A study on schizophrenia has implicated machinery that maintains the flow of potassium in cells and revealed a potential molecular target for new treatments. Expression of a previously unknown form of a key such potassium channel was found to be 2.5 fold higher than normal in the brain memory hub of people with the chronic mental illness and linked to a hotspot of genetic variation.
An extensive series of experiments suggest that selectively inhibiting this suspect form could help correct disorganized brain activity in schizophrenia without risk of cardiac side effects associated with some existing antipsychotic medications. Scientists at the National Institutes of Health and European colleagues report on threads of converging evidence in the May, 2009 issue of the journal Nature Medicine.
"The end game in linking genes with complex disorders like schizophrenia requires that we not only demonstrate statistical association, but also show how a gene version acts biologically to confer risk," explained Daniel Weinberger, M.D., director of National Institute of Mental Health's (NIMH) Genes Cognition and Psychosis Program, who led the research. "We found schizophrenia-like effects in brain circuitry and mental processing in perfectly healthy people who carry the risk-associated version of this potassium channel gene, even though they don't show any psychotic behavior."
Evidence suggests that schizophrenia stems from complex interactions between multiple genes and environmental factors. Several candidate genes have recently been statistically linked to the illness in large genome-wide association studies.
"Our study goes further, spanning discovery of a new gene variant, confirmation of its association with the illness, and multi-level probes into how it works in human post mortem brain tissue, the living human brain, and neurons," added Weinberger.
By regulating the flow of potassium ions into the cell, potassium channels control when neurons fire electrically discharge and release a chemical messenger that signals neighboring neurons in a circuit. This flow is regulated, in part, by activity of the chemical messenger dopamine, the main target of antipsychotic medications used to treat schizophrenia.
One type of potassium channel, called KCNH2, attracted the researchers' interest for its potential role in sustaining the type of neuronal firing that supports the higher mental functions disturbed in schizophrenia. Spurred by hints from postmortem studies of genetic variation linked to schizophrenia in the genomic neighborhood of KCNH2, the researchers analyzed the gene's association with the illness in 5 independent samples comprising hundreds of families. This pinpointed 4 variations associated with schizophrenia within a small region of the KCNH2 gene.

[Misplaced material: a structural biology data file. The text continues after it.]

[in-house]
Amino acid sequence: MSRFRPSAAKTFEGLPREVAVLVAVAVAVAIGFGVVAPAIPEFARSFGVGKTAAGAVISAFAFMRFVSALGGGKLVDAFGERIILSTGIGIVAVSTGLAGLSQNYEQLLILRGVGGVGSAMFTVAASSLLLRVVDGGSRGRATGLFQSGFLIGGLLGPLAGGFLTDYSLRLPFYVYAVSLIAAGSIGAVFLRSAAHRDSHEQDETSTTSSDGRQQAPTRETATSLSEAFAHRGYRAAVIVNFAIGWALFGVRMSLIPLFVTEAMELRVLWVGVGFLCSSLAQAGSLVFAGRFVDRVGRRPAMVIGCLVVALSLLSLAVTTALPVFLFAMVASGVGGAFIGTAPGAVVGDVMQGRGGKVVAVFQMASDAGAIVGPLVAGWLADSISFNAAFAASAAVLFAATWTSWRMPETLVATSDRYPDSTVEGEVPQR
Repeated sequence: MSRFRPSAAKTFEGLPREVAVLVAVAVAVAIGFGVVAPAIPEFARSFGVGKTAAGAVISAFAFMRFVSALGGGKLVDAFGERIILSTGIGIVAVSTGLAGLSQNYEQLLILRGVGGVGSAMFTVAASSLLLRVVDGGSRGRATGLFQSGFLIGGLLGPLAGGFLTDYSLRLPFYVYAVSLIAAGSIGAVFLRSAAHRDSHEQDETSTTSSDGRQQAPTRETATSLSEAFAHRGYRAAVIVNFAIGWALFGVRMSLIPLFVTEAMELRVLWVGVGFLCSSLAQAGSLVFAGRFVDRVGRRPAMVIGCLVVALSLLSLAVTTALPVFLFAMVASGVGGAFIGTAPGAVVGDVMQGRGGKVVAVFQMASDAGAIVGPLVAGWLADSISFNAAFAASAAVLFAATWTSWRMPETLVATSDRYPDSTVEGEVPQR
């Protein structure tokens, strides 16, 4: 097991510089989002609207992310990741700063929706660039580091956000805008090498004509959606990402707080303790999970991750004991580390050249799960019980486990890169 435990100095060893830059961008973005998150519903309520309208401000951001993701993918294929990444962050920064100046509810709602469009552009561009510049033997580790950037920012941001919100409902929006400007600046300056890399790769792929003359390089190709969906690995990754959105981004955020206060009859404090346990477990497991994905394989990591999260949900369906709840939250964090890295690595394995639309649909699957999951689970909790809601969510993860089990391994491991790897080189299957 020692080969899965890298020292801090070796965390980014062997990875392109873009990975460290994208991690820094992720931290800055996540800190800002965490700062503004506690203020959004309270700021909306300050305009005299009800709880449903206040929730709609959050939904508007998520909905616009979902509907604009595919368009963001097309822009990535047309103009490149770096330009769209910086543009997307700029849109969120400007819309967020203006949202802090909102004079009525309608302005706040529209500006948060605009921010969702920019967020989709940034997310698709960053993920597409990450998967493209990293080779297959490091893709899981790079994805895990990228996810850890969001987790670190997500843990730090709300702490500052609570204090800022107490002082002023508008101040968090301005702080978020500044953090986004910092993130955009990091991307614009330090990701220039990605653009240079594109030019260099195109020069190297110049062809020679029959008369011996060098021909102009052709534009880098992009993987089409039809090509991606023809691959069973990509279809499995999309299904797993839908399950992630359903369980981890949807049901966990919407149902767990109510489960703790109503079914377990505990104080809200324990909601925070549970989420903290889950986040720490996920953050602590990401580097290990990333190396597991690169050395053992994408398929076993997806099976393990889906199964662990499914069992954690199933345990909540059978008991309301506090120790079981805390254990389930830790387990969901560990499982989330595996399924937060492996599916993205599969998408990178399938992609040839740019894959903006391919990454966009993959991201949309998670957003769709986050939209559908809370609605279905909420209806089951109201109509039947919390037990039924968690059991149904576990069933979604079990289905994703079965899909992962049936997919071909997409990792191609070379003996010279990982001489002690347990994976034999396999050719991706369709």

"Yet this statistical association didn't imply a mechanism," said Weinberger. "It didn't explain how KCNH2 might increase risk for schizophrenia. So we went back to the post-mortem brain tissue in search of an answer."
It was only then that the researchers discovered a previously unknown version of KCNH2, called Isoform 3.1, that soared to levels 2.5 times higher-than-normal in the hippocampus (memory hub) of people who had schizophrenia especially those with the risk-associated variations. Isoform 3.1 was also higher-than-normal in healthy individuals who carried the risk-associated variations. This signaled the existence of a risk-associated version of the KCNH2 gene.
Healthy controls carrying the risk gene version also:
In addition, Isoform 3.1:
Even though it is normally important for our higher order executive functioning, such over expression of Isoform 3.1 in schizophrenia could result in "abnormally increased neuronal excitability, runaway circuit activity and inefficient information processing," suggested Stephen Huffaker, Ph.D., the article's lead author, now a medical student at Harvard. The researchers propose that a treatment designed to inhibit just Isoform 3.1, might spare any heart-related side effects while improving the disorganized neural firing characteristic of the brain in schizophrenia.
|Contact: Jules Asher|
NIH/National Institute of Mental Health